When you're among the first to market with a 27.5-inch bike that rips, how do you go back and improve things? It's a constantly evolving process, and Santa Cruz looked to the success and capability of their Nomad while redesigning the Bronson and 5010 for 2016.
2016 Santa Cruz Bronson II Highlights
- Use: Trail / All-Mountain
- Frame: Carbon CC, C
- Rear Travel: 150mm / 6-inches VPP3
- Fork Travel: 150mm / 6-inches
- Wheels: 27.5-inch
2016 Santa Cruz 5010 II Highlights
- Use: XC / Trail
- Frame: Carbon CC, C
- Rear Travel: 130mm / 5-inches VPP3 (Travel Increased 5mm)
- Fork Travel: 130mm / 5-inches
- Wheels: 27.5-inches
- Updated Geometry
- Lower Standover Height
- Revised VPP Links
- Revised Suspension Tune
- 150mm Reverb Dropper Compatibility, 125mm on Small/XS
- Side Swing Front Derailleur
- Fully Guided Internal Cable Routing
- 148x12mm Rear Axle
- RockShox Front Suspension, FOX Rear Suspension
At the forefront of the changes to the Bronson and 5010 are several key geometry updates. With one-degree slacker head tube angles, 20-25mm longer reach measurements, 6-8mm shorter chainstays, shorter seat tube lengths for better sizing flexibility, and a 0.8-degree steeper seat tube angle nearly every aspect has been improved for the hard charging rider. Thanks to a third generation VPP suspension design the suspension is now more up to the task, too.
Do all the claims really add up to better bikes? We're pleased to report that they certainly do. Santa Cruz doesn't mess around, and the bikes perform as stated.
Starting with the Bronson, Downieville, California offered up the terrain capable of smashing the bikes into bits, but they ate it up in stride. If we were to fault the former Bronson in one major area, it'd be its ability to perform under heavy hits and a bit of a dead, wallowy feel when pumping and turning. That's all gone with this new edition. Running 30-33% sag on the FOX Float X Factory DPS shock with an EVOL air can resulted in a bike that can be tossed around every bit as hard as a Nomad without harsh bottom outs, plus it's more apt to gain speed when you put some pump into it. Thanks to the revised leverage curve and EVOL can it's quieter over the small chunder too, allowing you to skip over the rough without any unwanted surprises.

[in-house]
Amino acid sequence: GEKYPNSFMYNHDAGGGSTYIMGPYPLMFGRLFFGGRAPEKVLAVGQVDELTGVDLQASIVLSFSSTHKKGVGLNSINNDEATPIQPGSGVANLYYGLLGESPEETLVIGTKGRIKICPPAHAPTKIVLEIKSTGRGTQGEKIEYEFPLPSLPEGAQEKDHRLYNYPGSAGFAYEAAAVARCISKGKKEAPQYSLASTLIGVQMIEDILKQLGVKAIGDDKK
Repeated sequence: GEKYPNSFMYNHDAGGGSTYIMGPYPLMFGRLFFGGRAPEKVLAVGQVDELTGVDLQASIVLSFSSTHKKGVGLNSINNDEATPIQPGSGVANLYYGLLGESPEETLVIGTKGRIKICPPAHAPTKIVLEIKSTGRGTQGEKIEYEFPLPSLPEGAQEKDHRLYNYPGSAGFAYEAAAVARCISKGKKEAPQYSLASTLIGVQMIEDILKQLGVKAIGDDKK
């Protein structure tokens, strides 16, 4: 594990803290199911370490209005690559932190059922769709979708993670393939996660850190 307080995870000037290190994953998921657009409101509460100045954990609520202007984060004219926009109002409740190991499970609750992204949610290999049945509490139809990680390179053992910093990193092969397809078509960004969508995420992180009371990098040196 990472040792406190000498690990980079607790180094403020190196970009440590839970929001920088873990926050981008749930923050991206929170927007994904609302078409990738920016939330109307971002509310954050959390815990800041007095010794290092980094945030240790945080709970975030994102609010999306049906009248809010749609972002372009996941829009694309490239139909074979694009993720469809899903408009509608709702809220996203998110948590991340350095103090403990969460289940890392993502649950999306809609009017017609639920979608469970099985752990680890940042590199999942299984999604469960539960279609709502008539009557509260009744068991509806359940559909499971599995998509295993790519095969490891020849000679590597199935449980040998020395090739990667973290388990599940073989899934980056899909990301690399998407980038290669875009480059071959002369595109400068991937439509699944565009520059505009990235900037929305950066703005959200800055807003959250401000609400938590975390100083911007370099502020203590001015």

Toss in some wider 800mm bars, tires with actual tread on them, and a bunch of other smartly chosen components and we were in dust roosting heaven, doing our best to keep up with Bryceland and crew while hooting and hollering all along the way.
Switching from the Bronson, it was immediately clear that the new 5010 offers a ride that's far more precise and spritely. On technical terrain the thing demands a rider that's attentive, but it'll bring a smile to your face as you blast the bonus lines on the side of the trail and pump your way up to silly speeds. The updates make it far more composed when the trail gets gnarly and all hell breaks loose - an area we previously noted for improvement.
Aside from that, it's business as usual at Santa Cruz, with a no bullshit approach to all the little details that make the bikes more enjoyable from a real-world perspective. Things like the fully guided and rattle free internal cable routing, 73mm threaded bottom bracket, standard shock mounts, ISCG-05 tabs, and perfectly molded frame protectors help them stand out from the trend chasers thanks to years of refinement and a well-trained eye for what really matters.
Watch as Ratboy treats the kalimotxo-colored Bronson II to some amazing riding in Madeira, complete with a catchy new theme song:
Build Kits, Pricing and Availability
From the entry level but trashable $3,599 Carbon C R AM to the high end and flashy Carbon CC XTR AM at $8,699, Santa Cruz offers the Bronson and 5010 in several complete models. There's also a carbon frame + shock combo available for $2,999.
Expect an aluminum version to drop in early 2016. Carbon bikes begin hitting stores in September 2015. Check out www.santacruzbicycles.com for complete details, and be sure to watch our Juliana Roubion II and Furtado II feature for a look at the women's equivalents.
Photos by Gary Perkin and Mike Thomas